Piety and Politics: Islamism in Contemporary Malaysia
PIETY AND POLITICS – Book Sample
Introduction – PIETY AND POLITICS
More than two decades after the Iranian Revolution of 1979, the tragic events of September 11, 2001, have thrust political Islam to the forefront of policy and academic interest yet again.
The concomitant “global war on terror” targeting radicals, militants, Jihadis, and terrorists who claim legitimacy in the name of Islam for their heinous actions is taking place concurrently with a critical interrogation and examination of political systems throughout the Muslim world, which is thought in many quarters (correctly or otherwise) to spawn extremists.
Events in more recent years—such as riots involving disenfranchised Muslim youths in France, the return of conservative, anti-Western elements to power in Iran, the increasing popularity of radical Muslim parties in Bangladesh, persistent separatist violence in Muslim-majority provinces in Thailand, and the triumph of Hamas in free elections in Palestine—have served only to focus greater attention on political developments in the Muslim world.
Against this seemingly tumultuous backdrop, Malaysia appears to stand out as an oasis of calm. With its stable, developing economy and relative social and political stability, the country is widely celebrated as the epitome of progressive, moderate Islam by the international media and major Western governments.
No doubt with one eye cast toward foreign investments, Malaysian leaders regularly announce that religious radicalism and “deviancy” from the state-deﬁned “norms” of Islamic practice are not tolerated in a society where ethno-cultural harmony reigns within a sociopolitical conﬁguration based on Malay-Muslim dominance.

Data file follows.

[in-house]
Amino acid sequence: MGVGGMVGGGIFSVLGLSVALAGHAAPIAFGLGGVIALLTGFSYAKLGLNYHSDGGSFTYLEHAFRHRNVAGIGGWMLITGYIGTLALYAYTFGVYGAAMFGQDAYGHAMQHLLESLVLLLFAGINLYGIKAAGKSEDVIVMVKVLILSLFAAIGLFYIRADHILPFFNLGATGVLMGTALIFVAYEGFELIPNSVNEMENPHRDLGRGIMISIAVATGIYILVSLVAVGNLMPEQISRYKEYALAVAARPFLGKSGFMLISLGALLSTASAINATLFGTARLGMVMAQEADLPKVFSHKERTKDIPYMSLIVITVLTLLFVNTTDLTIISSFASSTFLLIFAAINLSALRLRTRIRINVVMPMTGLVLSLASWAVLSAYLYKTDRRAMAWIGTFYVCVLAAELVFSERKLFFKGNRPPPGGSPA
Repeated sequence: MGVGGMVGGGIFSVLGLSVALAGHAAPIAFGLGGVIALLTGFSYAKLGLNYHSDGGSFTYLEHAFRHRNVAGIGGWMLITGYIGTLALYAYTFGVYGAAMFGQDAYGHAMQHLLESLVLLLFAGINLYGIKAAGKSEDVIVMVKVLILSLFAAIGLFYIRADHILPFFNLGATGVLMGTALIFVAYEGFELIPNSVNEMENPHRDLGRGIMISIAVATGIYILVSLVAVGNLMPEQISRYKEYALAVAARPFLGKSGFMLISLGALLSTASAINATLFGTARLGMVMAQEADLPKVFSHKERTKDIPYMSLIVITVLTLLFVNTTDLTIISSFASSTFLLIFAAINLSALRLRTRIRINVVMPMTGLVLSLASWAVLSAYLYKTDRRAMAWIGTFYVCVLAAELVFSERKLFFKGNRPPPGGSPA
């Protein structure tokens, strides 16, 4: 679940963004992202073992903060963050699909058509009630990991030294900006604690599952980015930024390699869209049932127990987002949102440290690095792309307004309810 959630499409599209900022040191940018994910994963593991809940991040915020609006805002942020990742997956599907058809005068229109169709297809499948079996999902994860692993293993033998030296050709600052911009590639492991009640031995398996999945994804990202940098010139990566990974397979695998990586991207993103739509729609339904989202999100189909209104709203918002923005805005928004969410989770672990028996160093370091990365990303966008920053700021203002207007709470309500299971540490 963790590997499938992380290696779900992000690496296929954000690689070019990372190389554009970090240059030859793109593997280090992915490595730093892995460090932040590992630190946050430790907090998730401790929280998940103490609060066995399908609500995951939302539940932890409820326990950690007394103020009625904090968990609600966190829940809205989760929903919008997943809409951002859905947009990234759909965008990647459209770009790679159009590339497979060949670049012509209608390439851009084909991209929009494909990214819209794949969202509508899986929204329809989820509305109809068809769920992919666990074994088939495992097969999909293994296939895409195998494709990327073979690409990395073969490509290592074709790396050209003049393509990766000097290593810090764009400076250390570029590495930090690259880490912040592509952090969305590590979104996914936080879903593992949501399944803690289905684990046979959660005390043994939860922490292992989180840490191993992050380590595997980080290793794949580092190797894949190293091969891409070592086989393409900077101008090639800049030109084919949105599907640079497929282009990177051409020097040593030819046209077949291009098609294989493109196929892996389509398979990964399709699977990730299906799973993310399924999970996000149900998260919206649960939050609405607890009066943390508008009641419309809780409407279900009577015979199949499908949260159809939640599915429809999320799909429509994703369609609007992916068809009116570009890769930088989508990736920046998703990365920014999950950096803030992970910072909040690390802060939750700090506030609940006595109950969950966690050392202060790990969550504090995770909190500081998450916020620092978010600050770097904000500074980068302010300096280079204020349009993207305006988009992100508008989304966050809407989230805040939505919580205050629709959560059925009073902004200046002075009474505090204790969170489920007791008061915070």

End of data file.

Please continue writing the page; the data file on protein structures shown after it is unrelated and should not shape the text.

This representation of Malaysia is nested in a wider discourse, promulgated and carefully tended by former Prime Minister Mahathir Mohamad, of Malaysian ambitions to be a fully industrialized, modern, developed country by 2020.
To be sure, this message has more than a modicum of truth to it. Com-pared to other multiethnic, multireligious countries, Malaysia has witnessed an admirably low rate of racial and religious conﬂict. Save for the race riots of 13 May 1969, which in any case had little immediate association with religious issues, Malaysia has managed to avoid major outbreaks of violence.
Impressive economic growth rates over the past three decades strengthen Malaysia’s image as a Muslim country ﬁrmly committed to economic development and modernization. These facts have convinced many that Malaysia will play a major role in international affairs as a model of Muslim governance.
Indeed, Malaysia has won accolades for its tough stance on terrorism and has been extolled in many Western capitals as a “beacon of stability” and valuable ally in the war on terror, while at the same time receiving an equally impressive “report card” from the countries of the Organization of Islamic Conferences (OIC) for its model of Islamic leadership and governance.
Beneath this surface, however, lies a striking paradox. Beyond the energetic world of Kuala Lumpur, deﬁned by consumerism and a vibrant night life worthy of any capital in the Western world, Malaysian society on the whole has been experiencing a swing toward Islamic conservatism in ways that would undoubtedly disturb the very same Westerners who have endorsed the country as the epitome of moderate Muslim governance.
More important, this swing seems to be gaining momentum, as demonstrated by the increasing popu-larity of shari’a in public discourse, state-sanctioned curtailment of civil rights and liberties in the name of Islam, the incapacity of civil courts to challenge controversial shari’a court decisions, increasing incidences of moral policing by Islamic religious authorities (including policing of non-Muslims in some instances), and the alarming regularity of references to the “Islamic state.”1